10 oz. of marshmallows (most bags seem to be 10 oz).
1 stick of butter (I use salted)
1/4-1/3 teaspoon of flaky sea salt
Speculaas / Cookie Butter, a couple good spoonfulls (I used about 1/2 cup).
Bittersweet chocolate chips, about 3/4 bag
Nutella / chocolate-hazelnut spread
Flaky sea salt to sprinkle on top. Regular table salt will taste too harsh

Instructions:

  1. Melt one stick of butter in big pot. Cook gently until the butter turns golden brown and smells toasty. Watch carefully so that the butter doesn’t burn. If you use a smaller pan to melt the butter, you will have to transfer the marshmallow-butter mixture to a bigger bowl to mix. 
  2. Add the marshmallows and stir until they melt into the butter. The mixture will be sticky. Stir in about two serving spoon-sized scoops of cookie spread and add the salt.
  3. Turn off heat. Pour in six cups of puffed rice cereal. Stir quickly to combine while the butter-marshmallow mixture is still warm.
  4. Pour into a lightly greased pan (I used a 9X9). With lightly buttered fingers, press the treats gently into an even layer. Buttering your fingers prevents the mixture from sticking to your hands. Don’t press the mixture too hard, otherwise it will become dense.
  5. Melt about 3/4 of bittersweet chocolate chips with a couple of big spoonfuls of Nutella (about three oz). I just used the microwave.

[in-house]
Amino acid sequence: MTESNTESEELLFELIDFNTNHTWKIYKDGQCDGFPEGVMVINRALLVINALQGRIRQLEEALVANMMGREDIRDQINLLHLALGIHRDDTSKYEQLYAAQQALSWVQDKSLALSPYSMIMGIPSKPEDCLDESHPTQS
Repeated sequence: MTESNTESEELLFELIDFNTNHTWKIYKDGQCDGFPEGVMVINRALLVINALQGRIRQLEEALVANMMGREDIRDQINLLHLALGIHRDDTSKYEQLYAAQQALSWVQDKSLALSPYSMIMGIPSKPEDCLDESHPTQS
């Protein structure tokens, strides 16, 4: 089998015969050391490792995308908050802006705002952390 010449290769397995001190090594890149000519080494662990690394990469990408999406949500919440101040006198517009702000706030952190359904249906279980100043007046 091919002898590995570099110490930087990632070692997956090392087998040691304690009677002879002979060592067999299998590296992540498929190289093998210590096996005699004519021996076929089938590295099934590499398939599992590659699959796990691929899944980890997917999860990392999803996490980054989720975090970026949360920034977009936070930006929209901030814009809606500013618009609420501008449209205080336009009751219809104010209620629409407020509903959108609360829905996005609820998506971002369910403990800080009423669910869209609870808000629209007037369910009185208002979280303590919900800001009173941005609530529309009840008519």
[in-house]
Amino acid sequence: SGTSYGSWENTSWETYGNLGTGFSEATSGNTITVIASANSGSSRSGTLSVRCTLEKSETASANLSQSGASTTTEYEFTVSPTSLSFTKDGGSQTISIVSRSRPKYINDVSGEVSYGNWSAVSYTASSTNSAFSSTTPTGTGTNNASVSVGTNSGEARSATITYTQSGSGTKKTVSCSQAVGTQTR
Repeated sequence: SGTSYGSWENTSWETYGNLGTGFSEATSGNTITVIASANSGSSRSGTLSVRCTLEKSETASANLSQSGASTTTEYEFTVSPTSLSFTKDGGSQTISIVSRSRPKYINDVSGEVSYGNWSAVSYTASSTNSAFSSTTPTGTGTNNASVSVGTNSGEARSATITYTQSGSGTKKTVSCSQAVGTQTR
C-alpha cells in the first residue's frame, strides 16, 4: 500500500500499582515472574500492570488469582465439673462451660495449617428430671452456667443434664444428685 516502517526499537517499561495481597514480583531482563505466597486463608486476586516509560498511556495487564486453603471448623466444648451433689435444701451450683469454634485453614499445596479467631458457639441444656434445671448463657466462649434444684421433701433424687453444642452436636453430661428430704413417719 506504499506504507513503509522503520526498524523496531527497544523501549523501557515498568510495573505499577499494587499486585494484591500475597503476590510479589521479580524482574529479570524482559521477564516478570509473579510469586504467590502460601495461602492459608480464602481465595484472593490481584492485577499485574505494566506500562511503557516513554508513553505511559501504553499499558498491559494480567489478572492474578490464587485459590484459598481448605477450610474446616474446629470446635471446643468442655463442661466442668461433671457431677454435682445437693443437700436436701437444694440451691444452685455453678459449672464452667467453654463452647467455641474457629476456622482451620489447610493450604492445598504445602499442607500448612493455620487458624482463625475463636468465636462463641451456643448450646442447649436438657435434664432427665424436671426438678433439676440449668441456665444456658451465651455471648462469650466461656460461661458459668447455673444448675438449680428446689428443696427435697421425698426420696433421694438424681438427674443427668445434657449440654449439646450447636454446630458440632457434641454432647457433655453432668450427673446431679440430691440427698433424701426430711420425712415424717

6. Spread evenly over the puffed rice treats. As long as the chocolate isn’t very warm, sprinkle flaky sea salt on top.
  7. Cut and serve when cool. If you can’t wait until they topping firms up, that’s OK too!

Three Recipes I Like & My Childhood Cookbooks

Summer is making me want to cook and bake everything.

I love the sunshine and even the thunderstorms. I like opening my windows in the morning and look forward to going to our little farmers market each week. All of these things feel make me feel energized about trying new recipes. Here are several I’ve tried recently that turned out well.

Pulled Pork in the Crock-Pot
I’m sheepish to admit that I’ve never made pulled pork. Growing up, my mom slow-cooked boneless country pork ribs with barbecue sauce. I think we ate it so often that I haven’t wanted to make it as an adult.

Three things inspired my pulled pork endeavor: Eating a fantastic pulled pork meal from Pimento Jamaican Kitchen located in the food court of the Burnsville Mall, reading Beth’s Slightly Savory Saturday post about pulled pork, and winning an Iowan pork prize pack from Cristen’s blog Food & Swine.

I followed Christine Gallary’s recipe for Easy Slow Cooker Pulled Pork from Chow.com it turned out perfectly.

Pulled Pork Collage.jpg

Pull-apart tender, moist and flavorful. Plus, you are left with wonderful au jus after you de-fat and strain the juices. We enjoyed our pork with this homemade coleslaw on either buns or steamed rice.